Context: High-intensity interval training (HIIT) is considered a time-efficient strategy to improve cardiometabolic health markers in children and adolescents. However, the evidence regarding the characterization of each intervention and the quantification of their health effects within the school environment is required.
Objectives: To systematically review the characteristics of HIIT-based interventions during school time and quantify their effects on the health of children and adolescents.
Data Sources: Recommendation of PRISMA for systematic review was applied. The protocol was registered in the PROSPERO repository 2018 CRD42018089017. A search of the literature (2008 - 2018) on the databases PubMed,Web of Science, CINHAL and PsycINFo was carried out.
Study Selection: Twelve publications using HIIT on children and adolescents in a school-based environment were selected. The inclusion criteria were: (1) HIIT; (2) intervention and, (3) type of study.
Data Extraction: The inclusion criteria to the titles and abstracts, or three independent researchers analyzed the articles. PRISMA’s recommendation for systematic reviews, Cochrane tool and ROBINS for randomized and non-randomized studies were used.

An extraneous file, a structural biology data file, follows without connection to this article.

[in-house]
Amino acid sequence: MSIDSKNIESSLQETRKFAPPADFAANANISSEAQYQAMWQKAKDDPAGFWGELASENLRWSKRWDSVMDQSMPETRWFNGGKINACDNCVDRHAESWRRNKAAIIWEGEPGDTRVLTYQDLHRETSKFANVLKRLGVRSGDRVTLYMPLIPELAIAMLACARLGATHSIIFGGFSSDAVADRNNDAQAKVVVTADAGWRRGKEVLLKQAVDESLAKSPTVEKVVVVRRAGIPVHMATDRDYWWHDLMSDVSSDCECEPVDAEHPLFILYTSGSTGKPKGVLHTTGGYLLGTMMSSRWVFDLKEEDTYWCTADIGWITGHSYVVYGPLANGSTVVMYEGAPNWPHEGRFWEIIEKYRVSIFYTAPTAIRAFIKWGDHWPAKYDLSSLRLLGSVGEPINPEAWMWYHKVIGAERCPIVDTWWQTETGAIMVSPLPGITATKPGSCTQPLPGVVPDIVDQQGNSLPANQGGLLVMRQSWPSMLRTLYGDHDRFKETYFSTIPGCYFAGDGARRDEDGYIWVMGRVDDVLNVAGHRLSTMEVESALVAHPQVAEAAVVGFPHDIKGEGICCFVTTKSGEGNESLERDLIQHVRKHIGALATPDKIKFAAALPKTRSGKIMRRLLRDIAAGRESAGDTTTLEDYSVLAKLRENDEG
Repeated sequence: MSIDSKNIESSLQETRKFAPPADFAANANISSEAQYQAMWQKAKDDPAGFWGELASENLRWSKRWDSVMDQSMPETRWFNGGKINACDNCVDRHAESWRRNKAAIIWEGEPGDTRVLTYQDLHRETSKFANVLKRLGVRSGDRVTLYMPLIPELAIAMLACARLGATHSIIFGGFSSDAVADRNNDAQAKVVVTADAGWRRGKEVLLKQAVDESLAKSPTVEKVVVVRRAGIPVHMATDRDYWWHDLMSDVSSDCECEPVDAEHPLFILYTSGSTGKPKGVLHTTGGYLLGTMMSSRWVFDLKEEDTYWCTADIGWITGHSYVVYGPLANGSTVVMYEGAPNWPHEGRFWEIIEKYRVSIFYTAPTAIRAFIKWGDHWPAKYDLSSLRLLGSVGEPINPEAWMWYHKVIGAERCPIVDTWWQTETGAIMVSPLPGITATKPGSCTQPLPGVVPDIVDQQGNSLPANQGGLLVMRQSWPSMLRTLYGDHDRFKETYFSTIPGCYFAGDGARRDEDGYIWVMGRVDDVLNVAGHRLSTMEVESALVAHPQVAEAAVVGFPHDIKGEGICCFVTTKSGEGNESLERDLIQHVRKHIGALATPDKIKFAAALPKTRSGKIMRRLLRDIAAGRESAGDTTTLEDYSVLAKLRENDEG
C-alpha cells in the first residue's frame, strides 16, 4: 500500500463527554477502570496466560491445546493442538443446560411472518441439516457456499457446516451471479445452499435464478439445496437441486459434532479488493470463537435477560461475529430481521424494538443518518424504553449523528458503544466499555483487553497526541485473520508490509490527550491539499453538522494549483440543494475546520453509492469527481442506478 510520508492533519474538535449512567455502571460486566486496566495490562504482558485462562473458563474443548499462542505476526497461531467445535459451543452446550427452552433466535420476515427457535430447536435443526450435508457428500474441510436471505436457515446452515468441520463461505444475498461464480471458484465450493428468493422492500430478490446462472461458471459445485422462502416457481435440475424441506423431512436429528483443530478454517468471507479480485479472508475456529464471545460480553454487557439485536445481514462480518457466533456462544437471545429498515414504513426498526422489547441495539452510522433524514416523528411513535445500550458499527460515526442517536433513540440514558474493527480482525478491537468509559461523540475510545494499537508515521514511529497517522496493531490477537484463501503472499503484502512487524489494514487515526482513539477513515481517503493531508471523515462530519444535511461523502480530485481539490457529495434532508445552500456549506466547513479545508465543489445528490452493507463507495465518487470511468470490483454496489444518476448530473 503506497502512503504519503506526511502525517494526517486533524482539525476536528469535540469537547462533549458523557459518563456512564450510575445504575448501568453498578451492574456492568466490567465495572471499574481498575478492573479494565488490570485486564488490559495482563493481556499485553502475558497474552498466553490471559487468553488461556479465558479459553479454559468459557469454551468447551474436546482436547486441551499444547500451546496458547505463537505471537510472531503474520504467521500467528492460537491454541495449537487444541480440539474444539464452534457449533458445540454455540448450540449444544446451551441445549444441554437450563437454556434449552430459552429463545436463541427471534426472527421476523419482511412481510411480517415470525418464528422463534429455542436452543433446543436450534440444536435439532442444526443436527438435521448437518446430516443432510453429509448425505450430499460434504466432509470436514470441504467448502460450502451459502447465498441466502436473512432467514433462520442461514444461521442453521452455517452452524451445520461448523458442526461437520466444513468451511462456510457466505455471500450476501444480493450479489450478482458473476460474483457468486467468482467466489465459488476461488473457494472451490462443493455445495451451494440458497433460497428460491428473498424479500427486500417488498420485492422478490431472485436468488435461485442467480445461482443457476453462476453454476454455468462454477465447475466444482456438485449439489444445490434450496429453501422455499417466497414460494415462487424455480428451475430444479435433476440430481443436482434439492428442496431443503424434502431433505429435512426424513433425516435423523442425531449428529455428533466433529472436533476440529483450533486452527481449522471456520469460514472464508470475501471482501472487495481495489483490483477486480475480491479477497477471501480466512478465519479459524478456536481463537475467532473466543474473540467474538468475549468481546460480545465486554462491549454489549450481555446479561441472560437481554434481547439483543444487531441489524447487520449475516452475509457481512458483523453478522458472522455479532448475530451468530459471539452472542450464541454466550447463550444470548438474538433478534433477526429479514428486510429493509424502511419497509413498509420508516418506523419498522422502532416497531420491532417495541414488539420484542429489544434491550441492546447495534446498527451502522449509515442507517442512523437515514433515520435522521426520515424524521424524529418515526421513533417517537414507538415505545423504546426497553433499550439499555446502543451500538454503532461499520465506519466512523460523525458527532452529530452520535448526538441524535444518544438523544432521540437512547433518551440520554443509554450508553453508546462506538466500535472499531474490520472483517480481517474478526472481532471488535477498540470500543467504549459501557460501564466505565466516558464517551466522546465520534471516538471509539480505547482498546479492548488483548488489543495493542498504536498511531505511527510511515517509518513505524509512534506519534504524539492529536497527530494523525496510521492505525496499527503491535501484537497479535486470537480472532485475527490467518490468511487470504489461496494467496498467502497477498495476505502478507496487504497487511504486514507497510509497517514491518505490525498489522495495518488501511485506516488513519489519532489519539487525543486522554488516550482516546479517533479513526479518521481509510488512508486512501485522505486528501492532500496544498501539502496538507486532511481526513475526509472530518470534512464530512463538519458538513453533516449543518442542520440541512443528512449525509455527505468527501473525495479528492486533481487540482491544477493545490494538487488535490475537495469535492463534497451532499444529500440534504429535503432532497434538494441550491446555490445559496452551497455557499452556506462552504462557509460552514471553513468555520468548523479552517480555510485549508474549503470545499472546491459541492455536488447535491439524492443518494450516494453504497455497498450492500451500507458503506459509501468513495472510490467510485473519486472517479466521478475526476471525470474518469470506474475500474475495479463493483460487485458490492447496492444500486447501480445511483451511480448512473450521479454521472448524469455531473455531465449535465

Results: We identified 12 studies that included a total of 917 children and adolescents; 83% of the interventions were performed during physical education classes. The average duration and intensity of the interventions were 8 weeks and > 90% HR, respectively. The most important variables evaluated and impacted by HIIT were cardiovascular fitness, nutritional status, and physiological wellbeing.
Conclusions: HIIT seems to be a reliable and time-efficient approach to impact especially cardiovascular fitness of children and adolescents during school time. The focus on class intensity and the number of repetitions needs further investigation to find interventions based on each school due to individual differences regarding time and implementation constraints to impact health parameters.